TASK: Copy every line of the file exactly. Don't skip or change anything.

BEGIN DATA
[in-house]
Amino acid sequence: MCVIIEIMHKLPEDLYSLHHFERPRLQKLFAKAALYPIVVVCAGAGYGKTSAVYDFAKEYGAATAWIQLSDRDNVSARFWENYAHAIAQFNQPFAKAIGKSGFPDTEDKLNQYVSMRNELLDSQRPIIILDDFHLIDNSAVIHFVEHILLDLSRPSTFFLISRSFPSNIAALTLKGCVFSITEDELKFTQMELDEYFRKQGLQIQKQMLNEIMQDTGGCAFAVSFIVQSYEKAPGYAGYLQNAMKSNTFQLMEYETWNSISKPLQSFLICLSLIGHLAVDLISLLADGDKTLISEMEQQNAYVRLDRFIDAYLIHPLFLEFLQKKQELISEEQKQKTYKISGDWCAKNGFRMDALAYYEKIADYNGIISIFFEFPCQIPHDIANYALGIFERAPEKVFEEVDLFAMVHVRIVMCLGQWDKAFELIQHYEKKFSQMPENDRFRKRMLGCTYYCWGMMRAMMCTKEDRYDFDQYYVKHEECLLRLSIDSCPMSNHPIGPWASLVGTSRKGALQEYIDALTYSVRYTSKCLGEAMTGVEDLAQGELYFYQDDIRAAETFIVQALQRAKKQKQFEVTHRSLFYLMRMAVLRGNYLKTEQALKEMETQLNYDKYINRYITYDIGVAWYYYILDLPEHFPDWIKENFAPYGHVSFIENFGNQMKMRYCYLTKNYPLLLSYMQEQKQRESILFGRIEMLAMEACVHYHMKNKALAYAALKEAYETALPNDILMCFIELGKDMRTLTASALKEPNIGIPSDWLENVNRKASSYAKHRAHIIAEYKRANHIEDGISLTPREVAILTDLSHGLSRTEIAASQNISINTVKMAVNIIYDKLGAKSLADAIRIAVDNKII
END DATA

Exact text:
[in-house]
Amino acid sequence: MCVIIEIMHKLPEDLYSLHHFERPRLQKLFAKAALYPIVVVCAGAGYGKTSAVYDFAKEYGAATAWIQLSDRDNVSARFWENYAHAIAQFNQPFAKAIGKSGFPDTEDKLNQYVSMRNELLDSQRPIIILDDFHLIDNSAVIHFVEHILLDLSRPSTFFLISRSFPSNIAALTLKGCVFSITEDELKFTQMELDEYFRKQGLQIQKQMLNEIMQDTGGCAFAVSFIVQSYEKAPGYAGYLQNAMKSNTFQLMEYETWNSISKPLQSFLICLSLIGHLAVDLISLLADGDKTLISEMEQQNAYVRLDRFIDAYLIHPLFLEFLQKKQELISEEQKQKTYKISGDWCAKNGFRMDALAYYEKIADYNGIISIFFEFPCQIPHDIANYALGIFERAPEKVFEEVDLFAMVHVRIVMCLGQWDKAFELIQHYEKKFSQMPENDRFRKRMLGCTYYCWGMMRAMMCTKEDRYDFDQYYVKHEECLLRLSIDSCPMSNHPIGPWASLVGTSRKGALQEYIDALTYSVRYTSKCLGEAMTGVEDLAQGELYFYQDDIRAAETFIVQALQRAKKQKQFEVTHRSLFYLMRMAVLRGNYLKTEQALKEMETQLNYDKYINRYITYDIGVAWYYYILDLPEHFPDWIKENFAPYGHVSFIENFGNQMKMRYCYLTKNYPLLLSYMQEQKQRESILFGRIEMLAMEACVHYHMKNKALAYAALKEAYETALPNDILMCFIELGKDMRTLTASALKEPNIGIPSDWLENVNRKASSYAKHRAHIIAEYKRANHIEDGISLTPREVAILTDLSHGLSRTEIAASQNISINTVKMAVNIIYDKLGAKSLADAIRIAVDNKII